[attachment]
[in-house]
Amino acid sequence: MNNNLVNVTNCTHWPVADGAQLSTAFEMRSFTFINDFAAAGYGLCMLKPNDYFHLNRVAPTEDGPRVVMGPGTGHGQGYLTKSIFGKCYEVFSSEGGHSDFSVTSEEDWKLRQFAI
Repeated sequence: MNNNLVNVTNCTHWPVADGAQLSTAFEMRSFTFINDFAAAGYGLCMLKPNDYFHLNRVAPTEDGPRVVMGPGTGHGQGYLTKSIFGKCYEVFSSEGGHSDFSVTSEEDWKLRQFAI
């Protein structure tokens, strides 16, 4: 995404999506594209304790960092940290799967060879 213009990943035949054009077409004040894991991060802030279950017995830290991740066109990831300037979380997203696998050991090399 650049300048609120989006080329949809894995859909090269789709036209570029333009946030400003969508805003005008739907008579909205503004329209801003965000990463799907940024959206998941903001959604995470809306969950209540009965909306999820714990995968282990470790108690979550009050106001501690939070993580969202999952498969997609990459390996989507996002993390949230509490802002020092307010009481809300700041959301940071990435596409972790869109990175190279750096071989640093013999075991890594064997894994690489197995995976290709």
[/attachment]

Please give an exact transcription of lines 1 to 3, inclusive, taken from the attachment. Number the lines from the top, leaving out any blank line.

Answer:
[in-house]
Amino acid sequence: MNNNLVNVTNCTHWPVADGAQLSTAFEMRSFTFINDFAAAGYGLCMLKPNDYFHLNRVAPTEDGPRVVMGPGTGHGQGYLTKSIFGKCYEVFSSEGGHSDFSVTSEEDWKLRQFAI
Repeated sequence: MNNNLVNVTNCTHWPVADGAQLSTAFEMRSFTFINDFAAAGYGLCMLKPNDYFHLNRVAPTEDGPRVVMGPGTGHGQGYLTKSIFGKCYEVFSSEGGHSDFSVTSEEDWKLRQFAI